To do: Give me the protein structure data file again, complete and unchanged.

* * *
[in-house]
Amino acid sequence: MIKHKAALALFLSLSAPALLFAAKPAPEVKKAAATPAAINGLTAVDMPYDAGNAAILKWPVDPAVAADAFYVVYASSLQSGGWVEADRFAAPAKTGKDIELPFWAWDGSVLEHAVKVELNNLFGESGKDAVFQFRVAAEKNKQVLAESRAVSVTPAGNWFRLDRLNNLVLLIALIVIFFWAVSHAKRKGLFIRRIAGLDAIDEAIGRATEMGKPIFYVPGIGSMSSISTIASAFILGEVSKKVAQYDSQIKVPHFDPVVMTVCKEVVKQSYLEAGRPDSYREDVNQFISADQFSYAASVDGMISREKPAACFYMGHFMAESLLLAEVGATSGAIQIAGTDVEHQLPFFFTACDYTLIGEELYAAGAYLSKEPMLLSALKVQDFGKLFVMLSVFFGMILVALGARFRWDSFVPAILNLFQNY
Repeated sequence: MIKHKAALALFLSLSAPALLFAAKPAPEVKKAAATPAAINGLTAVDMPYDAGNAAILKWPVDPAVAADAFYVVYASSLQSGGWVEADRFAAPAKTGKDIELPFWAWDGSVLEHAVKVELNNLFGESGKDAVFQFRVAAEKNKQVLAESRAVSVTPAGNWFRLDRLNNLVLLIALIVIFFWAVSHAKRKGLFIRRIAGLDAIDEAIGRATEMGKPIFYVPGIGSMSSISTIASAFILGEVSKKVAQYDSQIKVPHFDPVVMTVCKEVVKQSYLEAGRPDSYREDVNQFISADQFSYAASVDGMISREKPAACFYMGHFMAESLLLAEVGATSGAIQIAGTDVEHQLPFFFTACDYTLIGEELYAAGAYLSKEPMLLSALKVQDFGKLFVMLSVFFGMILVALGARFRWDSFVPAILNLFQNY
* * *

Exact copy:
[in-house]
Amino acid sequence: MIKHKAALALFLSLSAPALLFAAKPAPEVKKAAATPAAINGLTAVDMPYDAGNAAILKWPVDPAVAADAFYVVYASSLQSGGWVEADRFAAPAKTGKDIELPFWAWDGSVLEHAVKVELNNLFGESGKDAVFQFRVAAEKNKQVLAESRAVSVTPAGNWFRLDRLNNLVLLIALIVIFFWAVSHAKRKGLFIRRIAGLDAIDEAIGRATEMGKPIFYVPGIGSMSSISTIASAFILGEVSKKVAQYDSQIKVPHFDPVVMTVCKEVVKQSYLEAGRPDSYREDVNQFISADQFSYAASVDGMISREKPAACFYMGHFMAESLLLAEVGATSGAIQIAGTDVEHQLPFFFTACDYTLIGEELYAAGAYLSKEPMLLSALKVQDFGKLFVMLSVFFGMILVALGARFRWDSFVPAILNLFQNY
Repeated sequence: MIKHKAALALFLSLSAPALLFAAKPAPEVKKAAATPAAINGLTAVDMPYDAGNAAILKWPVDPAVAADAFYVVYASSLQSGGWVEADRFAAPAKTGKDIELPFWAWDGSVLEHAVKVELNNLFGESGKDAVFQFRVAAEKNKQVLAESRAVSVTPAGNWFRLDRLNNLVLLIALIVIFFWAVSHAKRKGLFIRRIAGLDAIDEAIGRATEMGKPIFYVPGIGSMSSISTIASAFILGEVSKKVAQYDSQIKVPHFDPVVMTVCKEVVKQSYLEAGRPDSYREDVNQFISADQFSYAASVDGMISREKPAACFYMGHFMAESLLLAEVGATSGAIQIAGTDVEHQLPFFFTACDYTLIGEELYAAGAYLSKEPMLLSALKVQDFGKLFVMLSVFFGMILVALGARFRWDSFVPAILNLFQNY